House Speaker Nancy Pelosi (D-Calif) said that by the end of Tuesday, she hopes to decide whether to make a deal on what could be a trillion-dollar COVID-19 stimulus bill before the election as the Senate moves to vote on a second round of funding for the Paycheck Protection Program (PPP) to help small businesses keep employees on the payroll during the pandemic.
Pelosi and Treasury Secretary Steven Mnuchin spoke for almost an hour in a call on Monday afternoon where they “continued to narrow their differences,” Pelosi’s chief of staff Drew Hammill said Monday.
“The Speaker continues to hope that, by the end of the day Tuesday, we will have clarity on whether we will be able to pass a bill before the election,” he said on Twitter, adding that Pelosi and Mnuchin will speak again on Tuesday with staff work to continue “around the clock.”
“The Speaker has tasked committee chairs to reconcile differences with their GOP counterparts on key areas,” Hammill added.
The Senate is scheduled to vote on the Republicans’ proposed $500 billion targeted coronavirus relief bill on Wednesday after Pelosi rejected the Trump administration’s “skinny” $1.8 trillion relief offer on Oct. 10—including around $300 billion in state and local fiscal relief that Democrats have been fighting for in their $2.2 trillion bill. Democrats argued that the proposal did not provide enough funding for child care and coronavirus testing plans, and would remove employer liability if employees returning to work get infected with COVID-19 as the economy reopens.
“Nobody thinks this $500B+ proposal would resolve every problem forever. It would deliver huge amounts of additional help to workers and families right now while Washington keeps arguing over the rest,” Senate Majority Leader Mitch McConnell (R-Ky.) said in a statement on Saturday. “It is heartless for Democrats to continue their total blockade of any aid whatsoever unless Speaker Pelosi gets her way on countless non-COVID-related demands.”
With some Senate Republicans opposed to passing the larger stimulus bill proposed by Trump, the president on Monday indicated that he might intervene if they didn’t pass a second stimulus package.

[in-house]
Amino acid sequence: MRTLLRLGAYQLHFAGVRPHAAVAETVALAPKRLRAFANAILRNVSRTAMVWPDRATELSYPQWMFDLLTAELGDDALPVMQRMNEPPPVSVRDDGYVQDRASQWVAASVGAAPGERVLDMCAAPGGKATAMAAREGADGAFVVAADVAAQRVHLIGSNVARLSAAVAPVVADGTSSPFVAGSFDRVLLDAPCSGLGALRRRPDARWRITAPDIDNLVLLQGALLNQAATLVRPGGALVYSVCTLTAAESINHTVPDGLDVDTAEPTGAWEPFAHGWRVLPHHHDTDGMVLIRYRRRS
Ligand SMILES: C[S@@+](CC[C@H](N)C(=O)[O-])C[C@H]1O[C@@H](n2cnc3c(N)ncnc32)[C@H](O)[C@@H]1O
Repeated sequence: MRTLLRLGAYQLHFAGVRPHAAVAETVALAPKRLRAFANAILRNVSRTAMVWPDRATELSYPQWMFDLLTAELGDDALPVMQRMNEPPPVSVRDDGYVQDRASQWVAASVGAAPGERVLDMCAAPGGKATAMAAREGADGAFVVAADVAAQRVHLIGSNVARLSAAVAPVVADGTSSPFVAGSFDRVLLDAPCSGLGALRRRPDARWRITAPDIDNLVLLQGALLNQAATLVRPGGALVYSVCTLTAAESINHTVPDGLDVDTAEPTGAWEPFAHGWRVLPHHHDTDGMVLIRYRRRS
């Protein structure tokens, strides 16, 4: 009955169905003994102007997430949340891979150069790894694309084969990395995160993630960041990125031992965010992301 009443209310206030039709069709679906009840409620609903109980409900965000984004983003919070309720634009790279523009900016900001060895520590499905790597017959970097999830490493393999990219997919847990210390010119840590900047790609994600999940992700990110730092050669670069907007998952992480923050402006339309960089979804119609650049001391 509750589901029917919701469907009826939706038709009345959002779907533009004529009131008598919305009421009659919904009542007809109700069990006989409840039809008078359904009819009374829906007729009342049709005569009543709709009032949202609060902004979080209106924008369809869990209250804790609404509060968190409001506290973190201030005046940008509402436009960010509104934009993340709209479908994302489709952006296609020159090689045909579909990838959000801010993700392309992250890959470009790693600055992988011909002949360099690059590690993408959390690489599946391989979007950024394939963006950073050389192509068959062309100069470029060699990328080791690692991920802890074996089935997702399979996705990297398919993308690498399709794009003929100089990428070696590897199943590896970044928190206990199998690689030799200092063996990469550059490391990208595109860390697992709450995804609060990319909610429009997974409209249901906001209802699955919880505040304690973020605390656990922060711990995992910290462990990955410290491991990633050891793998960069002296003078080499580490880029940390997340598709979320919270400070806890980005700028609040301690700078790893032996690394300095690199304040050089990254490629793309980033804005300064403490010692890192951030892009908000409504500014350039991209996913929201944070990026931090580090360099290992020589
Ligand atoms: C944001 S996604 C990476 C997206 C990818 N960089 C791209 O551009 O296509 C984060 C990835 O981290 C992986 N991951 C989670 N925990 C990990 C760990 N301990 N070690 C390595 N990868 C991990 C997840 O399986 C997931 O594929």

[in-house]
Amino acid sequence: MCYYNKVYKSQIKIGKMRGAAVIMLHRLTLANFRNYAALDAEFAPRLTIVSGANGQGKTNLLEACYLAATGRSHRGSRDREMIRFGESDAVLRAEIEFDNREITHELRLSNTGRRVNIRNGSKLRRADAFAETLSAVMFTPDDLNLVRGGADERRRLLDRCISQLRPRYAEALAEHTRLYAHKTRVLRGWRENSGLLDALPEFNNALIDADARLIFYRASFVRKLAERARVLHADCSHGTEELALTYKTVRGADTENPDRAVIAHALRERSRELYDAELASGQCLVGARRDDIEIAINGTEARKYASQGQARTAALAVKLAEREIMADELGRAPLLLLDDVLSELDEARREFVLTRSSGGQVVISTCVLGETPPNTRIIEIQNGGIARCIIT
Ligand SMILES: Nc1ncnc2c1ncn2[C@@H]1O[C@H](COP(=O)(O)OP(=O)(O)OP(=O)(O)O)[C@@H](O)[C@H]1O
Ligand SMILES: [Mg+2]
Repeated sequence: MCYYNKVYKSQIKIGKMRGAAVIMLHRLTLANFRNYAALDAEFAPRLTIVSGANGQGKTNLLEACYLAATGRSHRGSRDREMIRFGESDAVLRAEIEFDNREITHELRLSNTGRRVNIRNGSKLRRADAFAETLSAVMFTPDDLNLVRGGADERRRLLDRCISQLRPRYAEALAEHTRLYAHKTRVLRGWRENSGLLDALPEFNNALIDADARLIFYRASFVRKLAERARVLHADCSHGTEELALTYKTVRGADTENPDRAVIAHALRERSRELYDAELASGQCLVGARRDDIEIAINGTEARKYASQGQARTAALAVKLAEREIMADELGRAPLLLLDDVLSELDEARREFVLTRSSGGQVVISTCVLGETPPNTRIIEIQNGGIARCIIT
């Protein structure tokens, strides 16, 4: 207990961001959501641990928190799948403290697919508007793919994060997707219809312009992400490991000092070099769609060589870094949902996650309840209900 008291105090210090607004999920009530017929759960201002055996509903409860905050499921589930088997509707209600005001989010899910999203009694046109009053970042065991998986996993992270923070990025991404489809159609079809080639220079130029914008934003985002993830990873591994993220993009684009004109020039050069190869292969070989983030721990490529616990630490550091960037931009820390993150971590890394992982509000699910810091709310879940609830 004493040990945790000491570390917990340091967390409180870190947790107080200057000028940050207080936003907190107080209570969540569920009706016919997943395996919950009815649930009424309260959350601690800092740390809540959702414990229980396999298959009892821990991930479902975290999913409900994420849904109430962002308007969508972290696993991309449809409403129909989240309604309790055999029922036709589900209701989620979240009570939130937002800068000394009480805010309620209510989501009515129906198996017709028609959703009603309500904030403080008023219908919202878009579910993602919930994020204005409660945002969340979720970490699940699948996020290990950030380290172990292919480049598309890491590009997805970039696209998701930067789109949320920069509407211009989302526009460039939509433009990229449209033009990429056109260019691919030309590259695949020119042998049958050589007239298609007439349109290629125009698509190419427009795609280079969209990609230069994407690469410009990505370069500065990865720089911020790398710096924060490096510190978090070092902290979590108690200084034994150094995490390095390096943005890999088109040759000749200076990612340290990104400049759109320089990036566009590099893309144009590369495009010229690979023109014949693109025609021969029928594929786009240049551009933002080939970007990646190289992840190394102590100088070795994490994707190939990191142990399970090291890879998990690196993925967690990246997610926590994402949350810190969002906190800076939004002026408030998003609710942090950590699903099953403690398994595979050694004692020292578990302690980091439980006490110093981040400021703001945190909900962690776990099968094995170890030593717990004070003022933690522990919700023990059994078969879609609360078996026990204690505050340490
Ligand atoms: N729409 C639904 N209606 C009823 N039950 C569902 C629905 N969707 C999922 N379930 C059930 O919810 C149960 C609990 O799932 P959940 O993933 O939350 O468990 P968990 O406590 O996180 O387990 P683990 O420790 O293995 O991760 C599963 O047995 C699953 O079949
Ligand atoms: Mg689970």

Over the past several months, Pelosi, Senate Republicans, and the Trump administration have blamed one another for failing to come to an agreement on stimulus legislation amid the pandemic.
Trump has repeatedly criticized the Democrats for using the relief package to prop up what he says are failing Democratic cities and states. The president repeated his accusation on Oct. 17, telling local news outlet WTMJ that Pelosi “wants to bail out poorly run Democrat states.”
“I think even if we gave her the money for the poorly run Democrat states, I don’t think she’d approve it anyway,” he said, adding, that Pelosi wants to hold up the deal “until after the election, and I think it’s bad for the Democrats.”
On Thursday morning, Trump told reporters that Pelosi “does not want to do anything that’s going to affect the election, and I think it will affect the election negatively for her,” referring to talks on the stimulus bill.
White House press Secretary Kayleigh McEnany has accused Pelosi of “not being serious” regarding the Democrats $2.2 trillion bill.
“When you lower your offer $2.2 trillion, and you ask for direct payments to illegal immigrants, and you ask for certain deportation forgivenesses in your offer, it’s not a serious offer,” McEnany said on Oct. 1. “What we are talking about here is relief for the American people, for American citizens, not direct payments for illegal immigrants.”
Pelosi in a letter to Democratic colleagues released Sunday said that she is “optimistic” that an agreement can be reached before the election. She noted that Democrats still do not want to accept the White House’s language and measures proposed with regard to how much funding to provide to state and local governments; whether to commit to a “science-based national plan” for testing, tracing, and treatment with regard to COVID-19; and whether to expand the Child Tax Credit, Child and Dependent Tax Credit, and the Earned Income Tax Credit.
“To that end, we are writing language as we negotiate the priorities, so that we are fully prepared to move forward once we reach agreement,” she said.
Melanie Sun, Jack Phillips, and Ivan Pentchoukov contributed to this report.